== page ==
The HBO special, first aired in early 1980 as part of the network’s Standing Room Only series. It was taped in 1979 at Caesar’s Palace as Ross promoted her then-current album, The Boss. The album, featuring writers/producers Nick Ashford and Valerie Simpson, featured songs that showed off a range and power that many had forgotten Diana Ross possessed. This was a peak time in the diva’s career; Ross dazzled audience around the world with her demanding, Tony Award-winning An Evening With Diana Ross stage show, and starred with protege Michael Jackson in the 1978 film The Wiz.
If ever there’s a moment that brilliantly and perfectly illustrates the star-power possessed by Diana Ross, it is the opening of her 1978-1979 stage show, captured on tape for this Home Box Office television special. Beginning with the star’s face projected on a large screen, set to her number one hit Ashford and Simpson’s Ain’t No Mountain High Enough, the scene cuts to Ross (draped in furs and jewels, of course) sauntering down a white, almost surreal staircase. At the bottom of the stairs – during the joyous, climactic crescendo of the song – she suddenly bursts from the screen and onto the stage, greeted by the screams and cheers of an overwhelmed audience. Those lucky enough to be at these shows literally watched a superstar come to life before their eyes; incredibly, the impact is equally great when watched on a television screen decades later.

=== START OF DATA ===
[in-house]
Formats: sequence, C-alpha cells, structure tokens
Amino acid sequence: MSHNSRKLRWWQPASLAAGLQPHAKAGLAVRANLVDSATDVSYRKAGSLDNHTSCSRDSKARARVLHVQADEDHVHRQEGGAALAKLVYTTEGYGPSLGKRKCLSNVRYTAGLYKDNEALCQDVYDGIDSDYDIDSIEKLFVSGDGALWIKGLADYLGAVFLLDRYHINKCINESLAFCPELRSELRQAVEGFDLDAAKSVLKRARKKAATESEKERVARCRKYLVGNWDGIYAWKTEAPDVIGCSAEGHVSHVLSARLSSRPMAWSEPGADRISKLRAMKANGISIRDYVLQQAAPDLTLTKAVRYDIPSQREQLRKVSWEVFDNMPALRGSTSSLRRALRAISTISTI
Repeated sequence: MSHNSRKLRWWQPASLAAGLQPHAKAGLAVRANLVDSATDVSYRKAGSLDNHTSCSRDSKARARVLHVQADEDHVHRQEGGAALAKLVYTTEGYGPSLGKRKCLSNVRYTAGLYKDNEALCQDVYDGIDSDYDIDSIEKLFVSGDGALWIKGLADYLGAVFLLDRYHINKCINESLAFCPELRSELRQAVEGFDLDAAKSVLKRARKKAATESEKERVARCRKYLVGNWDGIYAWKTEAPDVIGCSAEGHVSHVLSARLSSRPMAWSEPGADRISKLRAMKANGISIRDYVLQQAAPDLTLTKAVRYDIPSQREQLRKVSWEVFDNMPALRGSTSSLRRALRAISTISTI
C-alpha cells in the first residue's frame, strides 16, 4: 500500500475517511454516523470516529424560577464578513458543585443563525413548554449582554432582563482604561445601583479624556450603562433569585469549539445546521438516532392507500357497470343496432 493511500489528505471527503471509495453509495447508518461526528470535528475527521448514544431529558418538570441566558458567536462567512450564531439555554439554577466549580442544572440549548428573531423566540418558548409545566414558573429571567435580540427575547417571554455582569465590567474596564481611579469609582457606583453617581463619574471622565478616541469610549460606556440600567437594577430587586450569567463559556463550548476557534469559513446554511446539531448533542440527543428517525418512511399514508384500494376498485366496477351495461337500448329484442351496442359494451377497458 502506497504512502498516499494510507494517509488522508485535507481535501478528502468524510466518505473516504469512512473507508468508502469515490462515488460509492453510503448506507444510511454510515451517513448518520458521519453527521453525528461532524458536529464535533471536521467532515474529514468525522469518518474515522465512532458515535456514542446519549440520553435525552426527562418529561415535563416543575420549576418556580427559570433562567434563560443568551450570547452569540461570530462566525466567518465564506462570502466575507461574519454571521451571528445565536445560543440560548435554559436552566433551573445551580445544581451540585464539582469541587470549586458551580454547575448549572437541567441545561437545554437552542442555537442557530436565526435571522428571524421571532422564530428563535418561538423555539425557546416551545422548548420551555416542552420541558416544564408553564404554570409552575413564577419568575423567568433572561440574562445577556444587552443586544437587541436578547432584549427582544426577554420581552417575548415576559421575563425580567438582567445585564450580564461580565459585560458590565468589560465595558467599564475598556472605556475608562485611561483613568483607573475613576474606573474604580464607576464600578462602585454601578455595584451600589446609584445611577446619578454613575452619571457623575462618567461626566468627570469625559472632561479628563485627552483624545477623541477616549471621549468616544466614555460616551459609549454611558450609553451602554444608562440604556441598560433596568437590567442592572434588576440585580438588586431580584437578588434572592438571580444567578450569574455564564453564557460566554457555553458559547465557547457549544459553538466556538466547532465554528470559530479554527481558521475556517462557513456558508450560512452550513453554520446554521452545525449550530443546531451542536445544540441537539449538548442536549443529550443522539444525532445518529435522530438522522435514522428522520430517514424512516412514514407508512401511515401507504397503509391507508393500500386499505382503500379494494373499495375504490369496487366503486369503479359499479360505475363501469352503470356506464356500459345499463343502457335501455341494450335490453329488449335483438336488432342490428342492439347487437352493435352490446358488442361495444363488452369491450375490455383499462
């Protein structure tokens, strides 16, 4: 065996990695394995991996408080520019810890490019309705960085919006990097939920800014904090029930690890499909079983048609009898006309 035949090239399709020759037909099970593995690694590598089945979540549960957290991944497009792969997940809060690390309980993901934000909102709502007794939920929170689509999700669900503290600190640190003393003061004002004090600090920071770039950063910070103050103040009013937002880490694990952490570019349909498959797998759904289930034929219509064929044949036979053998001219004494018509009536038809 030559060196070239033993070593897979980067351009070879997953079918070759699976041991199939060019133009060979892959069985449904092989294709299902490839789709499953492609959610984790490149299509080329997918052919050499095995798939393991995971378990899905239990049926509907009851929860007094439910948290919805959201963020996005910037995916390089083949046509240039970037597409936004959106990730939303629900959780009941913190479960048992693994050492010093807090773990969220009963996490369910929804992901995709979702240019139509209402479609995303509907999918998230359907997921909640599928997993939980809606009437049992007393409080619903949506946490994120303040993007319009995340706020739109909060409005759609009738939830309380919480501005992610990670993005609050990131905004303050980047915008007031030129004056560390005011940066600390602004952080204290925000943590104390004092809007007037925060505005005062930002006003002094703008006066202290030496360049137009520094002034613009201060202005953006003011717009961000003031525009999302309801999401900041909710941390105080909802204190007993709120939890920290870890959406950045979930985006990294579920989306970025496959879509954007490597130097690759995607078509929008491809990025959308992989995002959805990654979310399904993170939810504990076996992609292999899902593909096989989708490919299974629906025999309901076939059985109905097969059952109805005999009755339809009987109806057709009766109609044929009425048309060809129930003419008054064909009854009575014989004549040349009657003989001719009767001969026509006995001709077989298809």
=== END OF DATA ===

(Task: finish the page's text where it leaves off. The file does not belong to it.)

Ain’t No Mountain High Enough
The show’s undoubted centerpiece and perhaps most stunning sequence (aside from that amazing opening) – her audience participation number Reach Out And Touch (Somebody’s Hand). This will take up nearly the next 15 minutes of the show, as Diana walks into the audience, inviting the audience to sing along with her. This should be REQUIRED VIEWING for all wannabe entertainers; Diana Ross shows why she is (or, at least should be) considered one of the very few great live performers in music history.
Reach Out And Touch
The way she handles the audience, coaxing complete strangers into singing with her, is masterful. Another treat here is the familiar faces in the audience; Diana’s mother and three daughters get some screen-time, with the three little girls incredibly cute and seemingly unaffected by the huge audience surrounding them. Ross also gets the legendary Marvin Gaye to croon a few lines of the song, his voice breathtaking in its perfection; seriously – this man’s voice could melt better, and his brief time at the microphone is all the proof anyone would need that he was one of the best male vocalists of all time. By the end of the this performance, the audience has joined hands and is singing the song along with Miss Ross; the crowd is absolutely enraptured and welcome Diana back to the stage with a deserved standing ovation. This is it, folks. This is why Diana Ross is a legend.